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Claims Predictive Modeling: Using The Numbers To Improve Operations And A Change Worth Exploring

A recent article in Claims Magazine discusses the “Human Capital Impact of Using Predictive Models.”  The article, written by the presented by consultants in the Actuarial, Risk & Analytics practice of Deloitte Consulting, discuss what it means to the claims professionals and suggests methods for implementing a Claims Predictive Model.

What Is Claims Predictive Modeling?

Claims Predictive Modeling (CPM) is one of the big buzz words in the industry. After a few decades of improving claims technology systems and creating vast databases of claims information, CPM is an attempt to use that information more effectively. It is an attempt, as the article infers, to provide better information to the claims handler to let them use their skills to make better decisions, apply resources more effectively and really allow claims departments to do more with less.

As the article notes:

“Leveraged effectively at first notice of injury or loss (FNOI/L) and throughout the lifetime of the claim, advanced analytics can have an impact on various aspects of the claims lifecycle: claims assignment, special investigative unit (SIU) referral, medical case management, litigation, subrogation, escalation and, ultimately, claims settlement and outcome.

No who wouldn’t want to have a positive impact on claims settlements and outcomes?

Change Can Be Good

Claims professionals are a rightfully proud group. We have always taken on the role of analyst and investigator and understand that there are nuisances in claims that a computer can’t possibly see. We live in the world that handling claims is a science and an art that requires a combination of elements and not just data on a spreadsheet. CPM and other tools are inherently perceived as a threat to the professional as another way to diminish our skilled judgment.  We point to years of decreasing staff and being asked to do more with less as evidence of the erosion of our profession. Unfortunately, as the industry continues to struggle attracting new qualified staff, there may be some truth to these perceptions that the profession is under attack.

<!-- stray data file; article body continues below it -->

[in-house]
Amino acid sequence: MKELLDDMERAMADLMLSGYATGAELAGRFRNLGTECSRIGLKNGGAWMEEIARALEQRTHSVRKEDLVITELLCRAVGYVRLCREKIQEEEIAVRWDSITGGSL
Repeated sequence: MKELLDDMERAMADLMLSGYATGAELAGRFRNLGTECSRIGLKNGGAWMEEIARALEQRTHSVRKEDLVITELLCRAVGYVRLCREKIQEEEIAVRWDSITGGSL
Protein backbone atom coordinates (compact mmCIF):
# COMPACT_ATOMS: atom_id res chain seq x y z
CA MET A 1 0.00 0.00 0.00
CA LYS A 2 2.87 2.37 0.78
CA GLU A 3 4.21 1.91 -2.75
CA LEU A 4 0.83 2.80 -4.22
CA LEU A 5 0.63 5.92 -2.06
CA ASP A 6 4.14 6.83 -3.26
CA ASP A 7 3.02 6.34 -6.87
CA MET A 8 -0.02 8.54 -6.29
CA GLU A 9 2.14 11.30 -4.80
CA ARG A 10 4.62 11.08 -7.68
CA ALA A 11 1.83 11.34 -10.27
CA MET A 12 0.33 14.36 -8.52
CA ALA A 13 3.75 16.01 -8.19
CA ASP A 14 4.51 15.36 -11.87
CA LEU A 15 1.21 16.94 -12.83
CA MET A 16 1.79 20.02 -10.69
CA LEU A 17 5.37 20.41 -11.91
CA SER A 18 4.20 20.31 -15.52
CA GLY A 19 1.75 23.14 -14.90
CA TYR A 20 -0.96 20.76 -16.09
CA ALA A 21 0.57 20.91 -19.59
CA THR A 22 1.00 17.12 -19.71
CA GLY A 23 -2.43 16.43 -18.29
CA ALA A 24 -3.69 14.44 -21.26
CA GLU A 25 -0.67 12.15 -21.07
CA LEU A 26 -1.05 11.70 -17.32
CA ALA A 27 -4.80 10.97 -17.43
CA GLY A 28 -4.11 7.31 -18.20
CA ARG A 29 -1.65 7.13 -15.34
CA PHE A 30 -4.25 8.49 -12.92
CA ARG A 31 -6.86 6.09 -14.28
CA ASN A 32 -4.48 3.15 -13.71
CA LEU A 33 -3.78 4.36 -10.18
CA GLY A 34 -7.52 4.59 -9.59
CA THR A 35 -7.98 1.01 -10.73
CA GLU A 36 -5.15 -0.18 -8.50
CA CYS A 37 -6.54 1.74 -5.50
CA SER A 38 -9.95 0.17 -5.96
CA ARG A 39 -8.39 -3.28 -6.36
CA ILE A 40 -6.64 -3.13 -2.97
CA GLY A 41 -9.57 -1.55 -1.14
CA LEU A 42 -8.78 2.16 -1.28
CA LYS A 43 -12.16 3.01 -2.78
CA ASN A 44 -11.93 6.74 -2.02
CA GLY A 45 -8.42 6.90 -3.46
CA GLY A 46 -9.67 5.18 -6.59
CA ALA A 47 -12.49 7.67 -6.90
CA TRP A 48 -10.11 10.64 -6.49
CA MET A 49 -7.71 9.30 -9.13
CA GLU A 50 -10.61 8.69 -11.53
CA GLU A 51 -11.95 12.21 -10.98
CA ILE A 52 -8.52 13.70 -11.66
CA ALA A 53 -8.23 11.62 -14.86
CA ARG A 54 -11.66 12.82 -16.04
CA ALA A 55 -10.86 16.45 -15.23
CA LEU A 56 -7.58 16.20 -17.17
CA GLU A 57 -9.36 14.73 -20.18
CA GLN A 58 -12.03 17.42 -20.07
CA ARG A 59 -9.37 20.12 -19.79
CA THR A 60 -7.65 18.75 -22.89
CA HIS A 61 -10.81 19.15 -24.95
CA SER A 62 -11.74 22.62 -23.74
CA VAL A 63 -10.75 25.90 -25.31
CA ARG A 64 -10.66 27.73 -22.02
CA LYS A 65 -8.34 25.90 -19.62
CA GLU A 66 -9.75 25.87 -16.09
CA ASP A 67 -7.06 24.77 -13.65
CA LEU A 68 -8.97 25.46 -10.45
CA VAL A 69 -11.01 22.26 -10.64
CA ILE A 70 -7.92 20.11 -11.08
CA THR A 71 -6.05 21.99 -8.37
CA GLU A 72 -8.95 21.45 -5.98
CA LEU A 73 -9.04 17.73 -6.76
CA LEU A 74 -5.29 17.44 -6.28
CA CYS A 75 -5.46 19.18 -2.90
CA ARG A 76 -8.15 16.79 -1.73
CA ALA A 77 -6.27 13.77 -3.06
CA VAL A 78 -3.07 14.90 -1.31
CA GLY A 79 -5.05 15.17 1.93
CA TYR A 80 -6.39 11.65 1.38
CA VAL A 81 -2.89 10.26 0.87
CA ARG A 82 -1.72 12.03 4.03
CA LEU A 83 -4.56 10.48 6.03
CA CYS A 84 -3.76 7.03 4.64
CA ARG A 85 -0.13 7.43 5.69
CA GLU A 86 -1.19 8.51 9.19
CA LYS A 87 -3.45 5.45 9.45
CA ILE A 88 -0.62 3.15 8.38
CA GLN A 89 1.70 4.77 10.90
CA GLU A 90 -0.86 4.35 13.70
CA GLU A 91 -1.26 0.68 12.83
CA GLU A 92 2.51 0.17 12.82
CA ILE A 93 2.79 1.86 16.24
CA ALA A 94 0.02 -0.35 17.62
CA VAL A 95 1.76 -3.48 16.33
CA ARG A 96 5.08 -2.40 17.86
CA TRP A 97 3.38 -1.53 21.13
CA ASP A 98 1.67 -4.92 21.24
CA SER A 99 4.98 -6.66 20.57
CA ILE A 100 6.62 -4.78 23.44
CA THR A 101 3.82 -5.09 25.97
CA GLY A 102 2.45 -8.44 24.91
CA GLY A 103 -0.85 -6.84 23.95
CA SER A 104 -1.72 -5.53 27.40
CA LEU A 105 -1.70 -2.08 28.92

Regardless, we are an industry that needs to embrace and welcome new technology.  CPM is not a means to further refine the profession to the point of not needing a true skilled professional.  The tool is designed to highlight claims with greater risks and focus the claims handler’s attention to where it is best served. While the statistics vary slightly from company to company it is fairly well understood that 10-20% of claims volume make up 70-80% of a typical companies claim dollars.  Ensuring that those claims are most effectively handled quickly is one of the best ways to manage loss and expense costs. And these same data analytics will also help to manage the high volume of matters that make up the remaining matters.

The authors point to several key elements to consider when implementing a CPM program as a way to improve the process with the claims professionals:

  1. Communication
  2. Making CPM Champions
  3. Buy-in from early doubters
  4. Closed claim reviews and comparative models

These issues are excellent suggestions no matter what type of change is being implemented. The bottom line is people need to be engaged when change is being implemented. When people perceive their jobs are being threatened they get defensive so it is important to help make the transition easier by being open. Regardless, times are changing and we as claims professionals need to adopt.

How Do You Think New Modeling Metrics Will Change Claims?

Posted in Claims Technology, SPOT on Issues.

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One Response

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  1. tvd0126 says

    What is the best way to capture, manage and effectively utilize the claims data that is being collected?

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